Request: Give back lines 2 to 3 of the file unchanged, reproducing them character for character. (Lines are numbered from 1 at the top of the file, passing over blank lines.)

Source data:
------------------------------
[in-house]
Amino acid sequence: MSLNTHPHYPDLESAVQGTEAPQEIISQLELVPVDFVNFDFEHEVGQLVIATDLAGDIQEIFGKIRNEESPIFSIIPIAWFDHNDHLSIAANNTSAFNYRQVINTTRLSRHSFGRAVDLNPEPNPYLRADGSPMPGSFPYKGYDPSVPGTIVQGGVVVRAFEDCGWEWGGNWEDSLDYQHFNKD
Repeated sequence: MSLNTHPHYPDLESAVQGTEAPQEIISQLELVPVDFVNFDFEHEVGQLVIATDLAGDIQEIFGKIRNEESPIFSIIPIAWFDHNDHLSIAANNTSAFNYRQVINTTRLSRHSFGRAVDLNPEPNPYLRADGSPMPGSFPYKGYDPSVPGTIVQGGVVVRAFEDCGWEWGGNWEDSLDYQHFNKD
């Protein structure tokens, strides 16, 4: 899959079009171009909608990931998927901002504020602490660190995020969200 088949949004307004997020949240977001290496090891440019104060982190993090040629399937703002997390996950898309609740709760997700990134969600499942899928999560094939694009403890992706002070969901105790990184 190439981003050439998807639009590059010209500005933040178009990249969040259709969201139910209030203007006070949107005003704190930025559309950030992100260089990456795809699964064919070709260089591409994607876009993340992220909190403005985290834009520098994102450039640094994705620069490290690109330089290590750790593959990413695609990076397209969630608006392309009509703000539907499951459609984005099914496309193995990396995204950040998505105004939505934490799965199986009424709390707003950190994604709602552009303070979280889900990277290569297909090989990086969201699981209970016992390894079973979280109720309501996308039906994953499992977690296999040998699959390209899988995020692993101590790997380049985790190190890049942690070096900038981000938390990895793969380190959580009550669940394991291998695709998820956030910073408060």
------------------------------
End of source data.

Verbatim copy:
Amino acid sequence: MSLNTHPHYPDLESAVQGTEAPQEIISQLELVPVDFVNFDFEHEVGQLVIATDLAGDIQEIFGKIRNEESPIFSIIPIAWFDHNDHLSIAANNTSAFNYRQVINTTRLSRHSFGRAVDLNPEPNPYLRADGSPMPGSFPYKGYDPSVPGTIVQGGVVVRAFEDCGWEWGGNWEDSLDYQHFNKD
Repeated sequence: MSLNTHPHYPDLESAVQGTEAPQEIISQLELVPVDFVNFDFEHEVGQLVIATDLAGDIQEIFGKIRNEESPIFSIIPIAWFDHNDHLSIAANNTSAFNYRQVINTTRLSRHSFGRAVDLNPEPNPYLRADGSPMPGSFPYKGYDPSVPGTIVQGGVVVRAFEDCGWEWGGNWEDSLDYQHFNKD